It’s long been a source of contention on whether or not organic foods are better for you than non-organic foods. If you’ve been thinking of making the switch to organic food, or at least incorporate more organic items into your diet, you’re probably wondering why you should shell out the extra cash.
What Is Organic Farming?
Labeling something “organic” comes with a slew of conditions. Mainly, you probably think of organic farming in regards to what it isn’t allowed. Organic farmers don’t use synthetic pesticides/fertilizers/herbicides or genetically modified organisms (GMOs). Animals used in organic farming are never fed animal by-products, and they aren’t cooped up in small, inhumane cages. Processed foods like cereals or breads don’t have chemical preservatives or synthetic additives like dyes.
But organic farming also incorporates a lot of good practices. Organic farmers believe in the use of natural products, but they also strive to take care of the Earth. They’ll utilize crop rotation to naturally nourish the soil because plants grown in healthy soil require less maintenance and suffer from fewer pests and diseases. Animal wastes are carefully stored and/or composted to protect nearby water systems and avoid polluting the air. Crops are grown according to the local climate to improve their natural growth cycle and reduce the need for fertilizers. Many organic farmers also thrive on biodiversity, meaning they grow a variety of crops or animals. All of this combined prevents harmful soil erosion, improves energy conservation, and protects the local biology.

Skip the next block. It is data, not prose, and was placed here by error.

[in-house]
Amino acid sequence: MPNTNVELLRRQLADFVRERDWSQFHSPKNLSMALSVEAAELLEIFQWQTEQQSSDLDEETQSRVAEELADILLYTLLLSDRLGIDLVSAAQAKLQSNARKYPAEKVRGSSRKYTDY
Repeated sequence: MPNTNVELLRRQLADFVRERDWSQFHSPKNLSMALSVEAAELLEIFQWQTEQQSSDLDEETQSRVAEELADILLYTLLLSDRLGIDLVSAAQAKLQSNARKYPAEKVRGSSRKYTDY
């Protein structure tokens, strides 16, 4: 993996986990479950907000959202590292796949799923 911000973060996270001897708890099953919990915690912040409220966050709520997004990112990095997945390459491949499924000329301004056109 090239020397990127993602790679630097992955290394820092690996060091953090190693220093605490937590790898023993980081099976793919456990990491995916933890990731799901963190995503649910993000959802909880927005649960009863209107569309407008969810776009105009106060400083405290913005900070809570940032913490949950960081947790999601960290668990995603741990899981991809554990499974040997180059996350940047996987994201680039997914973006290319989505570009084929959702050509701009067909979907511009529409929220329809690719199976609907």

When you think of organic farming, you might only think of the implications on your family’s health, but it’s good to be reminded how the planet is positively impacted with organic farming practices.
Learning to Read the Label
According to Glatt Organics, any product that’s labeled “organic” has to be USDA certified. The only producers who are exempt from this are farms who sell less than $5,000 a year in food; however, they still have to follow the USDA’s standards. If a food item has a USDA Organic label, it means the food has been made and processed in accordance with the USDA standards.
When you’re shopping, keep a few things in mind. Fruits, vegetables, eggs, and other one-ingredient foods are considered 100 percent organic with the USDA organic label. Multi-ingredient foods (cereals, for example) are 100 percent organic if all ingredients are organic. To be considered for an organic label, they have to be made with at least 95 percent organic ingredients, while foods that are only 70 percent organic can only say “made with organic ingredients”. Remember that just because “organic” is on the label, doesn’t mean every bit of the food is organic. If you’re dedicated to keeping your family on organic food, the Mayo Clinic suggests always reading labels carefully while understanding the USDA labeling system.
Organic foods can be a great addition to your family’s nutrition. Not only are you providing healthy food for your family, you’re also supporting practices that will encourage a healthier, happier Earth.